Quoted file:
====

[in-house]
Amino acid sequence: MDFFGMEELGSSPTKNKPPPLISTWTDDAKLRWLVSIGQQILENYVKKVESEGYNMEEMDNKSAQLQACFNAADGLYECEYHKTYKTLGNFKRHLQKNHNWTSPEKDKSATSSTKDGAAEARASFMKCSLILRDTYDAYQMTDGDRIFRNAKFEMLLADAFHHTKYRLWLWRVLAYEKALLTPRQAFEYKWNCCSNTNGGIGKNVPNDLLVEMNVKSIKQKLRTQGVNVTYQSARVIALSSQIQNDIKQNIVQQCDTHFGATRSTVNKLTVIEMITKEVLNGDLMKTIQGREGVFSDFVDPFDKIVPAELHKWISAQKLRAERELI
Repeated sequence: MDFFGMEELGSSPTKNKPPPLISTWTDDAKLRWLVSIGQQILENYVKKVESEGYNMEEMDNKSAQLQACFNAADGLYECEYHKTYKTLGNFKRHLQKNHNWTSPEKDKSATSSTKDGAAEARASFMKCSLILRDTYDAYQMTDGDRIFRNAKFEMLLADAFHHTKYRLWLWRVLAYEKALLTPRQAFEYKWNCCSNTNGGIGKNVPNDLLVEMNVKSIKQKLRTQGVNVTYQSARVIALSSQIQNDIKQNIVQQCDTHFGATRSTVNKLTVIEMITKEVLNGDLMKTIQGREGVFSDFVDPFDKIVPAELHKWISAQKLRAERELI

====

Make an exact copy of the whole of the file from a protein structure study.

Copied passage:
[in-house]
Amino acid sequence: MDFFGMEELGSSPTKNKPPPLISTWTDDAKLRWLVSIGQQILENYVKKVESEGYNMEEMDNKSAQLQACFNAADGLYECEYHKTYKTLGNFKRHLQKNHNWTSPEKDKSATSSTKDGAAEARASFMKCSLILRDTYDAYQMTDGDRIFRNAKFEMLLADAFHHTKYRLWLWRVLAYEKALLTPRQAFEYKWNCCSNTNGGIGKNVPNDLLVEMNVKSIKQKLRTQGVNVTYQSARVIALSSQIQNDIKQNIVQQCDTHFGATRSTVNKLTVIEMITKEVLNGDLMKTIQGREGVFSDFVDPFDKIVPAELHKWISAQKLRAERELI
Repeated sequence: MDFFGMEELGSSPTKNKPPPLISTWTDDAKLRWLVSIGQQILENYVKKVESEGYNMEEMDNKSAQLQACFNAADGLYECEYHKTYKTLGNFKRHLQKNHNWTSPEKDKSATSSTKDGAAEARASFMKCSLILRDTYDAYQMTDGDRIFRNAKFEMLLADAFHHTKYRLWLWRVLAYEKALLTPRQAFEYKWNCCSNTNGGIGKNVPNDLLVEMNVKSIKQKLRTQGVNVTYQSARVIALSSQIQNDIKQNIVQQCDTHFGATRSTVNKLTVIEMITKEVLNGDLMKTIQGREGVFSDFVDPFDKIVPAELHKWISAQKLRAERELI